Updated: Aug 9, 2021
All mommas know how important sleep is, but we're also hardwired to respond to our baby's cries. If momma and baby are struggling to get sleep, will it be harmful to sleep train baby? Short answer: no, once they are old enough.
A bit of background: "Sleep training" is the term used to describe a spectrum of approaches parents use to help babies learn to fall asleep by themselves. This refers to a variety of different techniques, including:
The infamous "cry-it-out" method (full extinction). Parents leave baby to self-soothe with no intervention.
The more gentle "check and console" method (graduated extinction). Parents respond to baby's cry at increasing time intervals.
The "bedtime fading" method. Parents put baby to bed late (taking advantage of baby's powerful physiological urge to sleep), then gradually adjust time to sleep over several days to reach the preferred bedtime.
The “camping out” method. Parents sit with baby until asleep, gradually decreasing presence over time.
What does the data say? Some studies investigating sleep training measure cortisol, the body's main stress hormone. A small, but oft cited, 2012 study looking at cortisol levels in 25 mom/baby pairs during a full extinction sleep training program concluded that even though babies stopped crying on the third day, cortisol levels “remained high” (Middlemiss et al., 2012). This study made some question whether all sleep trained babies are suffering, but merely in silence. Closer examination of this study reveals a number of issues, however. First, and most glaring, the infant cortisol level in this study never changed. This means that even before initiation of sleep training, the babies in this study were stressed compared to babies sleeping at home. Why might that be? Perhaps because this study was conducted with mommas and babies at a test facility, not at home, and the babies were put to bed my a nurse, not mom (Middlemiss et al., 2012). The high stress level could be due to sleep environment independent of sleep training. More recent studies provide a different picture. In a study measuring baby sleep patterns and stress levels both during home sleep training (start age 6-16 months) and a year later, it was found that "both graduated extinction and bedtime fading provide significant sleep benefits above control, yet convey no adverse stress responses or long-term effects on parent-child attachment or child emotions and behavior" (Gradisar et al., 2016).
Sleep training baby may also be helpful for mommas, with data demonstrating that implementing "check and console" or “camping out” methods at 7 months led to fewer reported baby sleep problems and less maternal depression at 10 and 12 months (Hiscock et al., 2007).
If you are interested in sleep training, it's important to start at an appropriate age. A systematic review of the literature by Douglas and colleagues demonstrated that sleep training prior to 6 months has "not been shown to decrease infant crying, prevent sleep and behavioral problems in later childhood, or protect against postnatal depression." Worse, it may "risk unintended outcomes, including increased amounts of problem crying, premature cessation of breastfeeding, worsened maternal anxiety, and, if the infant is required to sleep either day or night in a room separate from the caregiver, an increased risk of SIDS" (Douglas et al., 2013).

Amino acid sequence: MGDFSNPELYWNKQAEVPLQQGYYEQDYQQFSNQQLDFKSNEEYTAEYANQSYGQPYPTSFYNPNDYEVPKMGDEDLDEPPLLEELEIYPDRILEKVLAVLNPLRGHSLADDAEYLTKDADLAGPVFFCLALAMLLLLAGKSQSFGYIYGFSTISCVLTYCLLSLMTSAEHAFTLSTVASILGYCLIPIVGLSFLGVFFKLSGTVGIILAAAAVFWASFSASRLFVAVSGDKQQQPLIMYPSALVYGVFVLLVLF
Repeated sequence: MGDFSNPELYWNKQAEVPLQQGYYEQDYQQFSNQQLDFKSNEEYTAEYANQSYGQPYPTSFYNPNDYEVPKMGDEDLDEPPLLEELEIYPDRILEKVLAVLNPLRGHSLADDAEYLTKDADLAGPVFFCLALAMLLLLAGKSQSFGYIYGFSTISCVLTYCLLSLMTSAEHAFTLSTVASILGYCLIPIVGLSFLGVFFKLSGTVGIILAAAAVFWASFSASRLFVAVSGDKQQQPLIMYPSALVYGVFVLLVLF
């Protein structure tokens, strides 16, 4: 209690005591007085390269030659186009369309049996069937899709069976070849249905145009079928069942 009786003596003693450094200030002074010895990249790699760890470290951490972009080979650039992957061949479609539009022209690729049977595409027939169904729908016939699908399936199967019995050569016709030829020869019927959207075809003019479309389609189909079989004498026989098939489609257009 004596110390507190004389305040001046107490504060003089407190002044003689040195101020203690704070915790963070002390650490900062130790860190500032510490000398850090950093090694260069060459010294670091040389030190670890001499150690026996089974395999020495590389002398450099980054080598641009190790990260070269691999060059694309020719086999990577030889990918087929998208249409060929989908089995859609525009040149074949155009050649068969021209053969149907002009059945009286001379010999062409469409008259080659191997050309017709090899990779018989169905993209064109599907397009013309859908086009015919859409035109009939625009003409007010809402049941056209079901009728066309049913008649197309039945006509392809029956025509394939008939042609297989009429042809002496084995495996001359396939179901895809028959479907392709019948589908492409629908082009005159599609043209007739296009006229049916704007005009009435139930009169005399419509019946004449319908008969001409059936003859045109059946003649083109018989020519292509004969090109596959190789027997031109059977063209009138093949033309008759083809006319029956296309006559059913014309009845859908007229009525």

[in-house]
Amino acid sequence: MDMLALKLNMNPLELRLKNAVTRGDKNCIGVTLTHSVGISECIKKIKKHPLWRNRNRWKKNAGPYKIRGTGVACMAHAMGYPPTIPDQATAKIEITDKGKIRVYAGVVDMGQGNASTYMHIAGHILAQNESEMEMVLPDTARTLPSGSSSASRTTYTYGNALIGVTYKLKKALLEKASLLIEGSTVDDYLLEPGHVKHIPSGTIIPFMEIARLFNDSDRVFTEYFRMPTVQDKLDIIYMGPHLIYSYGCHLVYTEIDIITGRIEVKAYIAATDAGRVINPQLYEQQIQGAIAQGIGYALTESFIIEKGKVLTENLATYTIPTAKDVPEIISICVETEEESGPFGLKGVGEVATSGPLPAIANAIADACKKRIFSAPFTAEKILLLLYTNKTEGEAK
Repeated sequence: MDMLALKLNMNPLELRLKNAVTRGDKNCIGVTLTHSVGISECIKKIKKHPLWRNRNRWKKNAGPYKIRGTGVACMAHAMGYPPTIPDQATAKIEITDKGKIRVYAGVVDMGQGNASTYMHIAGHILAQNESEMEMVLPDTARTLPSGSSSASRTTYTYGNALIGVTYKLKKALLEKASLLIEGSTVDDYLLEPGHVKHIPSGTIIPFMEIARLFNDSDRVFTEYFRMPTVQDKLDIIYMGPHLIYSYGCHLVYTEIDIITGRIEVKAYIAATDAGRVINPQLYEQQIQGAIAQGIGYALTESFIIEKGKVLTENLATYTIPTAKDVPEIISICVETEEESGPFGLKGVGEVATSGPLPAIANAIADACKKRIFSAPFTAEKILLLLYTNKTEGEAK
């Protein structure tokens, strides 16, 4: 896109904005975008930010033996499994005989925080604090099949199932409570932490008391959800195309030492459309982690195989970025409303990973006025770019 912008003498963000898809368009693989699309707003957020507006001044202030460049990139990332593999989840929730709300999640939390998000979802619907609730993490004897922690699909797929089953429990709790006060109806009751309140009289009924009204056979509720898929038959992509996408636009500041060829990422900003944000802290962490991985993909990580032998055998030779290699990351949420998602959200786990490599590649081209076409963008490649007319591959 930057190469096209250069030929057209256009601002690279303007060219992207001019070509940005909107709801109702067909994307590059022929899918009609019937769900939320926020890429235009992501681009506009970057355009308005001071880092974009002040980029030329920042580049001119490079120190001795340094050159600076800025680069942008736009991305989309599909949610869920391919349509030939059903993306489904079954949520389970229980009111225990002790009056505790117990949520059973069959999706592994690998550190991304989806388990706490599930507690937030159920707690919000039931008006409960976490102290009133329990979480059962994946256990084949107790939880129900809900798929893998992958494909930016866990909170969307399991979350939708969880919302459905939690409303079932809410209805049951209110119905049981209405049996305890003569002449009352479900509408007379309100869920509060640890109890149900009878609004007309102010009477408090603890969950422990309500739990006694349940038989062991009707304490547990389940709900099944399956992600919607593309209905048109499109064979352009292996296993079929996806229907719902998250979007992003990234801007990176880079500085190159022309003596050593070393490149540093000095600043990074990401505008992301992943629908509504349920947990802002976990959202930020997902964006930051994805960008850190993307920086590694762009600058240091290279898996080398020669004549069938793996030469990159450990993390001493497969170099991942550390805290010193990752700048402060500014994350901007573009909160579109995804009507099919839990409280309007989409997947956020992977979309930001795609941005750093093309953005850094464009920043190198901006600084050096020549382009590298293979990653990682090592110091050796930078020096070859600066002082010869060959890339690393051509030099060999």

Worried that decreasing baby's nighttime calories will negatively affect growth? It sounds counterintuitive, but making baby go longer between nighttime feeds may actually be beneficial for growth. This is because prolonged insulin (which is released after baby eats) inhibits growth hormone (Xu et al., 2009). It is not clear what time between feeds could cause "prolonged" insulin levels, but "by 6 months, almost all healthy babies are physically and neurologically able to go 12 hours without food” (Barnett).
So if you decide to sleep train, you can do so knowing that evidence suggests baby will be just fine! And if you'd like to keep an eye on baby while you're in another room, the Eufy Video Baby Monitor provides a local video feed (no WiFi feed that can be hacked) with great signal range, clear video quality (both day and night) and decent battery life.
Middlemiss W, Granger DA, Goldberg WA, Nathans L. Asynchrony of mother-infant hypothalamic-pituitary-adrenal axis activity following extinction of infant crying responses induced during the transition to sleep. Early Hum Dev. 2012 Apr;88(4):227-32.
Gradisar M, Jackson K, Spurrier NJ, Gibson J, Whitham J, Williams AS, Dolby R, Kennaway DJ. Behavioral Interventions for Infant Sleep Problems: A Randomized Controlled Trial. Pediatrics. 2016 Jun;137(6):e20151486.
Hiscock H, Bayer J, Gold L, Hampton A, Ukoumunne OC, Wake M. Improving infant sleep and maternal mental health: a cluster randomised trial. Arch Dis Child. 2007 Nov;92(11):952-8.
Douglas PS, Hill PS. Behavioral sleep interventions in the first six months of life do not improve outcomes for mothers or infants: a systematic review. J Dev Behav Pediatr. 2013 Sep;34(7):497-507.
Xu J, Messina JL. Crosstalk between growth hormone and insulin signaling. Vitam Horm. 2009;80:125-53.
Barnett, Natalie, PhD, Grad. Cert. Sleep Sci. “Night Weaning 101 – When and How to Night Wean.” Interview by Kate Web. 8 Feb. 2017, https://www.nanit.com/blog/night-weaning-101/.